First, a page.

There are a few limited exceptions to this rule. These relate specifically to the costs incurred in the rental process but before the registration of the first tenant. They include any costs incurred for advertising the property or rental fees paid to a real estate agent.
Legal fees paid upstream of a first rental are also eligible, such as those related to the drafting of rental contracts, etc.
According to the Irish Property Owners’ Association, which primarily represents private landlords, there is an exception that allows homeowners to claim up to € 5,000 in expenses for improving a property that has been vacant for at least one year before the first rental – as long as it is rented before the end of this year.
Relief only applies to affected properties rented between Christmas Day 2017 and the end of 2021 and expenses must be incurred in the year prior to rental.
So, assuming you’re in between rentals or the property is rented out, what can you expect in the normal course of events.
Obviously, as with the pre-rental exemptions, all legal or estate agent fees associated with the rental of the property are eligible, along with the related accounting fees.
You can also claim the property registration fees from the Residential Tenancies Commission, as you are required to do, and the insurance premiums you pay for the building and for liability. civil.
You can also claim capital deductions. Essentially, it’s the depreciation – or wear and tear – of the furniture or fixtures you buy for the rental property. These can be amortized over eight years at a rate of 12.5% per year.
As with all expenses that you intend to claim, be sure to keep receipts for these expenses. Revenue informs you that these receipts must be kept for six years after the year in question, unless Revenue expressly advises you otherwise.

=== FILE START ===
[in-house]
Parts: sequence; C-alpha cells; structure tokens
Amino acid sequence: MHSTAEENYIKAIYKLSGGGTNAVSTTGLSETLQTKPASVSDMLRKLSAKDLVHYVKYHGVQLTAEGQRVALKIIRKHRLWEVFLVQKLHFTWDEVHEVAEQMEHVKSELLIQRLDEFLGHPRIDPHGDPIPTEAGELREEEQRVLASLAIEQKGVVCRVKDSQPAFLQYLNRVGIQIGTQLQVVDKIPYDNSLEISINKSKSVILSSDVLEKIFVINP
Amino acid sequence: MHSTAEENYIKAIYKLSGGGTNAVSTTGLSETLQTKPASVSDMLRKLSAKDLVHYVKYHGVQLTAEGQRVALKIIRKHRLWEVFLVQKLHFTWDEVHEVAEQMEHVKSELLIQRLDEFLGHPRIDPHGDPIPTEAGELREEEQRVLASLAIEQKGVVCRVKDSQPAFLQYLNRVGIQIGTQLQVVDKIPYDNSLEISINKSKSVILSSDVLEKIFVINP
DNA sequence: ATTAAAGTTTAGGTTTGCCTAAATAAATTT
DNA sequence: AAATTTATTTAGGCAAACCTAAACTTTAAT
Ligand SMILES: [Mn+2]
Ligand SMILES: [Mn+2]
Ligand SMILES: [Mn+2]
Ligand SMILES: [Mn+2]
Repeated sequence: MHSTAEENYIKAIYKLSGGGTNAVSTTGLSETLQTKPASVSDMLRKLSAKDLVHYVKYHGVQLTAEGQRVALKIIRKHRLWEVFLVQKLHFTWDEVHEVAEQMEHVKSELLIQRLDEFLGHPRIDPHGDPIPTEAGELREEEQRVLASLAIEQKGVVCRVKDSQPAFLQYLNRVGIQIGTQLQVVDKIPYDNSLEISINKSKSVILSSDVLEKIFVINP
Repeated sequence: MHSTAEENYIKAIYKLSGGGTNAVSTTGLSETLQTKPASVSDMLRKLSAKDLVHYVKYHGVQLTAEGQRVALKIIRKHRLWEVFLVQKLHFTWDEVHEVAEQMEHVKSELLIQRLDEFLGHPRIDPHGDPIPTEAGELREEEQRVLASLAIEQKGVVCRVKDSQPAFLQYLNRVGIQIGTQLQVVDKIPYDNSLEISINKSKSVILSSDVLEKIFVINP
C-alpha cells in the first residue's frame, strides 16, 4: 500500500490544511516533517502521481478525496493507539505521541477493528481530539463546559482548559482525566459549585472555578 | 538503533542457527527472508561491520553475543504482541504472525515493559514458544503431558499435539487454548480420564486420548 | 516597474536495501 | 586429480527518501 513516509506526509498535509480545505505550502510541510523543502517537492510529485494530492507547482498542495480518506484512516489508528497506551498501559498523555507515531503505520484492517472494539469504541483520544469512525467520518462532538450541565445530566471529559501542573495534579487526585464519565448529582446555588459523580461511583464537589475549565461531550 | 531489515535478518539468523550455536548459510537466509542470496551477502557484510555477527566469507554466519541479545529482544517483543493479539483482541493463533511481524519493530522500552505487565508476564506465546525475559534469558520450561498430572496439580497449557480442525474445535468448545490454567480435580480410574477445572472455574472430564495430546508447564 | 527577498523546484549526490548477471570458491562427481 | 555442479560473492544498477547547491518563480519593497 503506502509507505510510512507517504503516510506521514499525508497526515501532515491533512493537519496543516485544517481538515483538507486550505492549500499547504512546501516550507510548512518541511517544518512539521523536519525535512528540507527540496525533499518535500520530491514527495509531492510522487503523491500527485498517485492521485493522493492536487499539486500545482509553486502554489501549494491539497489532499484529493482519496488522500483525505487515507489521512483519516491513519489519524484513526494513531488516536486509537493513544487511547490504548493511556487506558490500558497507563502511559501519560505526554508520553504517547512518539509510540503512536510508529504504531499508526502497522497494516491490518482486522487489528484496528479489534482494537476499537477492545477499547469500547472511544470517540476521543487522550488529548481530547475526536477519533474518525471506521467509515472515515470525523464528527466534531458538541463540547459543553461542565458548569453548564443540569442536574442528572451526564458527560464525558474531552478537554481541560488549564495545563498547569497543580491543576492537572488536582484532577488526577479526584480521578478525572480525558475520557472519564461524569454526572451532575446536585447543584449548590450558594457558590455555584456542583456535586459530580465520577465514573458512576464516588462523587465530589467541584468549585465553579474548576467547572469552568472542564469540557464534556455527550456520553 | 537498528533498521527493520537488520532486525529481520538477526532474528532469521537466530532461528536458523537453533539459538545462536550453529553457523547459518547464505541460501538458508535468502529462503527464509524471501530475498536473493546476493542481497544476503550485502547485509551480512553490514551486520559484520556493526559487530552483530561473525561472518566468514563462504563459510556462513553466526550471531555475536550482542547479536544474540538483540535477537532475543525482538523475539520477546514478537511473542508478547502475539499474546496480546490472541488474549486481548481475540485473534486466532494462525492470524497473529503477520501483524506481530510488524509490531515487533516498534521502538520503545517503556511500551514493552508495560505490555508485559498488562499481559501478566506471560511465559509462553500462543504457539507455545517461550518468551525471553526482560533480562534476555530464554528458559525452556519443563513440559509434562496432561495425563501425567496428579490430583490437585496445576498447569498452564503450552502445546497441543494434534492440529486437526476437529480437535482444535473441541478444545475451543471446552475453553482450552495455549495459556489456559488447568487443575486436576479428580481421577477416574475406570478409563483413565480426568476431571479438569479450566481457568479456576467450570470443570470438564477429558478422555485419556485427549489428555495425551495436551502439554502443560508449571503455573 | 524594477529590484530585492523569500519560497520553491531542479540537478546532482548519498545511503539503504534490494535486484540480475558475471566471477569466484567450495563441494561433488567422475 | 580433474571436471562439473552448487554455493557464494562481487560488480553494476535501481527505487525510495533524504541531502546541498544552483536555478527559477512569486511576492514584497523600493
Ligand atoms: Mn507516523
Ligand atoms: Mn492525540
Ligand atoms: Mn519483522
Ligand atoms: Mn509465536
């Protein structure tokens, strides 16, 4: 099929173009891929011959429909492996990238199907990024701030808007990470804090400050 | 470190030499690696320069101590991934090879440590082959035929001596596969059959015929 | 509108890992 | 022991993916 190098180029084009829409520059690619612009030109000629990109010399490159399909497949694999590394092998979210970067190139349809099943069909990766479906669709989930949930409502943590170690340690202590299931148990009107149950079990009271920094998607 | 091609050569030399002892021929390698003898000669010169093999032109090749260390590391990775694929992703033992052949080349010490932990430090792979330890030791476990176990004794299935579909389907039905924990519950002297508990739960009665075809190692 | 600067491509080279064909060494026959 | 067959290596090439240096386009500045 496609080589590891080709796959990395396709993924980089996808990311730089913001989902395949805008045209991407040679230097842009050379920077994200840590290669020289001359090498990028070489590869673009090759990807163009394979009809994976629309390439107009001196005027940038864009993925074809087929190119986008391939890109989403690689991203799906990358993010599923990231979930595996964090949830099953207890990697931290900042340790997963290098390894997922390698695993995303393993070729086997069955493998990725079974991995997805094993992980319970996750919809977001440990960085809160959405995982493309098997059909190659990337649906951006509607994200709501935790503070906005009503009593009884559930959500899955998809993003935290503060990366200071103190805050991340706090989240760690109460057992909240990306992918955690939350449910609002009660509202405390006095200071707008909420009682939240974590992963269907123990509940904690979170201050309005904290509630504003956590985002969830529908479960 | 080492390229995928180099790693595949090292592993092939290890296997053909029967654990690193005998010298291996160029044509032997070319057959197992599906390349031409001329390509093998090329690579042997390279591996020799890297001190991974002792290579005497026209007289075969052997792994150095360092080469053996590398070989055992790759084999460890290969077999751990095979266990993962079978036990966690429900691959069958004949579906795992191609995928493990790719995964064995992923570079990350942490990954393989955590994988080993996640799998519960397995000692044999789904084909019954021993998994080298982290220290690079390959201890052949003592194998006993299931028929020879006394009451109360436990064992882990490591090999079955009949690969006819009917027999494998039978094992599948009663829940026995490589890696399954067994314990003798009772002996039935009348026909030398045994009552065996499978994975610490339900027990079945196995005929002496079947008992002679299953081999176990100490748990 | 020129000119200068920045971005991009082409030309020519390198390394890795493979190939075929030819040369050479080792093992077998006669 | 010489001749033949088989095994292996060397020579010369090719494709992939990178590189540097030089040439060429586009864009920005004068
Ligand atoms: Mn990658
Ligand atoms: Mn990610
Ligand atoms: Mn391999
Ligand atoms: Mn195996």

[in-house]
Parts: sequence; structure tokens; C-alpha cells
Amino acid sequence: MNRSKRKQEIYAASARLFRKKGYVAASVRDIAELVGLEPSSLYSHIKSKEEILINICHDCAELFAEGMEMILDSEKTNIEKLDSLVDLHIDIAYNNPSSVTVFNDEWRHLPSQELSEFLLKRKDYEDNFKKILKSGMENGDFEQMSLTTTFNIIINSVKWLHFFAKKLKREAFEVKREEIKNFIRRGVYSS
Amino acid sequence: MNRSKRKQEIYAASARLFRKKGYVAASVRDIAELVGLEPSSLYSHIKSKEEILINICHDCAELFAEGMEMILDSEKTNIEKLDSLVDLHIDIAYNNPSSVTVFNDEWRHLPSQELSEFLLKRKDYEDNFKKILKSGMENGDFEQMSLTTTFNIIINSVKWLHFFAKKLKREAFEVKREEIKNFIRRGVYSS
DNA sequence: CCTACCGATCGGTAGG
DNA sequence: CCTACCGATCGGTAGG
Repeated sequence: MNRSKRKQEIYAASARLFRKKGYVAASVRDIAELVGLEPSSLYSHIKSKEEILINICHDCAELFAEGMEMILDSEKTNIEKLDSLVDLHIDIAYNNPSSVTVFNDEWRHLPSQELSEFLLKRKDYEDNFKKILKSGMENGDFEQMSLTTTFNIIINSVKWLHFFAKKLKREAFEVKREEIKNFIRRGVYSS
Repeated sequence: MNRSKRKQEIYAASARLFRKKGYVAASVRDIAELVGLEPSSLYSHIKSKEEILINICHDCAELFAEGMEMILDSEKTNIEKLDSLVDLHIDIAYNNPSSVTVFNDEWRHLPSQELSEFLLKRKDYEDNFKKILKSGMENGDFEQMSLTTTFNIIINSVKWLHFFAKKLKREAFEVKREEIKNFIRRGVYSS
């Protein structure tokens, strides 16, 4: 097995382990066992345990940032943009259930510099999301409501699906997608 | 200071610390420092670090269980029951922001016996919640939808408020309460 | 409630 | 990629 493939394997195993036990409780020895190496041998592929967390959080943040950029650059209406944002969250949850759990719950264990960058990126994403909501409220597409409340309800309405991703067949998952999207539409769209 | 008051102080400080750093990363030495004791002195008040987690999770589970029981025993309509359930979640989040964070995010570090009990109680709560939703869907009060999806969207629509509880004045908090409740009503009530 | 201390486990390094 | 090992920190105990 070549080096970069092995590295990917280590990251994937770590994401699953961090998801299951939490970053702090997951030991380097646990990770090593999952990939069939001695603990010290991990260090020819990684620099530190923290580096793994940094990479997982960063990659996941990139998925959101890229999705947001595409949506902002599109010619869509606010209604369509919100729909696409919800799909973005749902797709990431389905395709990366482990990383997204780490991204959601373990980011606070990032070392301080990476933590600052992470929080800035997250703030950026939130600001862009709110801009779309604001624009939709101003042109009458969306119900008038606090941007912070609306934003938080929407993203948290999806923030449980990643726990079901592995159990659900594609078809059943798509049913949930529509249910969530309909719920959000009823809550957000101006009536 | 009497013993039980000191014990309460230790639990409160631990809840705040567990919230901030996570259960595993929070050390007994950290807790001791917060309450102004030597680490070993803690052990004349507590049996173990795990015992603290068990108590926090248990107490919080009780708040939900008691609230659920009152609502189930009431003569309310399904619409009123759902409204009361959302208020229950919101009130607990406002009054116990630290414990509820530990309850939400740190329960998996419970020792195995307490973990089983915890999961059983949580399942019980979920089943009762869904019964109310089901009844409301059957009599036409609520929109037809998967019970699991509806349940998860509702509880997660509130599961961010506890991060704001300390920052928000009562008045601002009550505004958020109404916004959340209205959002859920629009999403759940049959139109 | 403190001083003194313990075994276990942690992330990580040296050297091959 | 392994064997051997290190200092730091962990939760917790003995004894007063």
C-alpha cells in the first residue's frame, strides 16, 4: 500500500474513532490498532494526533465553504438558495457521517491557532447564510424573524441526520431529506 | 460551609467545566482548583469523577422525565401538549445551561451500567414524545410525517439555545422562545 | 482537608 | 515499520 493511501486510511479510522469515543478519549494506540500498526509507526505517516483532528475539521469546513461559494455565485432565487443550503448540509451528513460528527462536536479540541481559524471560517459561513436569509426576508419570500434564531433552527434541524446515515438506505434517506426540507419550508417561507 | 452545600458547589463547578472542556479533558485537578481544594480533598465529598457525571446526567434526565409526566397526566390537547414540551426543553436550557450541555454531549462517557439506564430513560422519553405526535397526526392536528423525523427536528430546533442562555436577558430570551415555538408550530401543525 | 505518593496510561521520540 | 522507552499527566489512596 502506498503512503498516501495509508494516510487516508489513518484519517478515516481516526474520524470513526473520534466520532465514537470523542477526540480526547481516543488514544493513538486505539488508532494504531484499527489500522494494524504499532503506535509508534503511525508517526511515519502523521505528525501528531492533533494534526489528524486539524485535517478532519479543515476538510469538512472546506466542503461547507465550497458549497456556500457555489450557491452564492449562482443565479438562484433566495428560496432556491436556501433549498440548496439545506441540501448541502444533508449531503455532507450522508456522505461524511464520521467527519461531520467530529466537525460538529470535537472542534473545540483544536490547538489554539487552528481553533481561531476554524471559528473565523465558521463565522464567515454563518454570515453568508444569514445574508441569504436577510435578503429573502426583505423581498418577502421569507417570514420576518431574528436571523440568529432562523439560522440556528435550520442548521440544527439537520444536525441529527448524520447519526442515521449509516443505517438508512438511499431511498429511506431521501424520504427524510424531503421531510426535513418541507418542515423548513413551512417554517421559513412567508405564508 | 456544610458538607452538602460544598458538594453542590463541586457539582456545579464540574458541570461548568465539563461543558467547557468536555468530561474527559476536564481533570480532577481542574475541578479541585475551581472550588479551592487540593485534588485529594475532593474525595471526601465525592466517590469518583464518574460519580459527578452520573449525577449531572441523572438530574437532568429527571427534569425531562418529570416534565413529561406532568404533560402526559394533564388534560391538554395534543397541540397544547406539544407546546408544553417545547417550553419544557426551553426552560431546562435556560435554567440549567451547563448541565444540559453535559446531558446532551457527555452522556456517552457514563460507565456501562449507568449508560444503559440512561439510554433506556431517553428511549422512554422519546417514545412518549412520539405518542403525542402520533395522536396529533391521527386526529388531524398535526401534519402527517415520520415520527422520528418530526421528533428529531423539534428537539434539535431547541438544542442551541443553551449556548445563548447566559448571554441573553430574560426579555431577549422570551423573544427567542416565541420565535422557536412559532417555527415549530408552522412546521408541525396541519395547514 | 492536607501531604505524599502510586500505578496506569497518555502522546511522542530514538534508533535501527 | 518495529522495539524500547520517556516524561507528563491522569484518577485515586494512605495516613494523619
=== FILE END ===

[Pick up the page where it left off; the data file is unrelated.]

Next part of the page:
Maintenance or repairs, such as the work you were talking about initially, are deductible from rental income – as long as the property is rented or re-rented. This includes things as mundane as cleaning or applying a coat of paint as well as more serious repairs for new doors or windows, sorting out moisture, or repairing a roof.
Most tenant contracts these days will make them responsible for utility charges on things like utility charges, bin collection, utility, heat, and phone bills, but otherwise the landlord may claim.
Finally, of course, for the duration of the rental period, you can claim the mortgage interest on any loan used to purchase the property as well as the cost of mortgage protection on the loan.
Keep filling out the paperwork or you will end up losing. Income will not be interested in “estimated” expenses unless you can support them with receipts. And remember, if you plan to do the work on the property yourself to save money or time, so be it, but you won’t be able to get anything back on that work.
Please send questions to Dominic Coyle, Q&A, The Irish Times, 24-28 Tara Street, Dublin 2, or email [email protected] This column is a reading service and is not intended to replace professional advice. No personal correspondence will be exchanged